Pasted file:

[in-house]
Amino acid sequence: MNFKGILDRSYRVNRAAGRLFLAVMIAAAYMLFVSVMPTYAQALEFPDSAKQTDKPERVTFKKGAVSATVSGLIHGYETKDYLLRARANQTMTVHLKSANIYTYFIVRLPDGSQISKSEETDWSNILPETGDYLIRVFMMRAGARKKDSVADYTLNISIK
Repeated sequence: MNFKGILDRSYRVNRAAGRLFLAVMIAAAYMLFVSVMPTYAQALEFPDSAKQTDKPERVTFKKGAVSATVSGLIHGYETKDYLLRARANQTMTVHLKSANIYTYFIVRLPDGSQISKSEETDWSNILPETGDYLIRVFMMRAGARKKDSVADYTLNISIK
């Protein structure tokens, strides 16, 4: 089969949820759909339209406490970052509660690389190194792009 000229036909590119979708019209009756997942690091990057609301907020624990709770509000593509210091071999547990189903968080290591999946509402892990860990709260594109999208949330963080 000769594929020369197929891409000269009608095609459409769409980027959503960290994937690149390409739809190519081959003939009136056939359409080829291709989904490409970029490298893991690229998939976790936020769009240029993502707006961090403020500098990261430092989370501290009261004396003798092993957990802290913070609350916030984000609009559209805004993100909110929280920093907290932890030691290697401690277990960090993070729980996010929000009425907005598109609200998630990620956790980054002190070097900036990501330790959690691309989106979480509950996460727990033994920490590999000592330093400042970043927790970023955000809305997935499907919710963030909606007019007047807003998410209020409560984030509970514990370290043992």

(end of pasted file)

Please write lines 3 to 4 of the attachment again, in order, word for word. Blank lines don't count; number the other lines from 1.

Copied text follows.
Repeated sequence: MNFKGILDRSYRVNRAAGRLFLAVMIAAAYMLFVSVMPTYAQALEFPDSAKQTDKPERVTFKKGAVSATVSGLIHGYETKDYLLRARANQTMTVHLKSANIYTYFIVRLPDGSQISKSEETDWSNILPETGDYLIRVFMMRAGARKKDSVADYTLNISIK
């Protein structure tokens, strides 16, 4: 089969949820759909339209406490970052509660690389190194792009 000229036909590119979708019209009756997942690091990057609301907020624990709770509000593509210091071999547990189903968080290591999946509402892990860990709260594109999208949330963080 000769594929020369197929891409000269009608095609459409769409980027959503960290994937690149390409739809190519081959003939009136056939359409080829291709989904490409970029490298893991690229998939976790936020769009240029993502707006961090403020500098990261430092989370501290009261004396003798092993957990802290913070609350916030984000609009559209805004993100909110929280920093907290932890030691290697401690277990960090993070729980996010929000009425907005598109609200998630990620956790980054002190070097900036990501330790959690691309989106979480509950996460727990033994920490590999000592330093400042970043927790970023955000809305997935499907919710963030909606007019007047807003998410209020409560984030509970514990370290043992």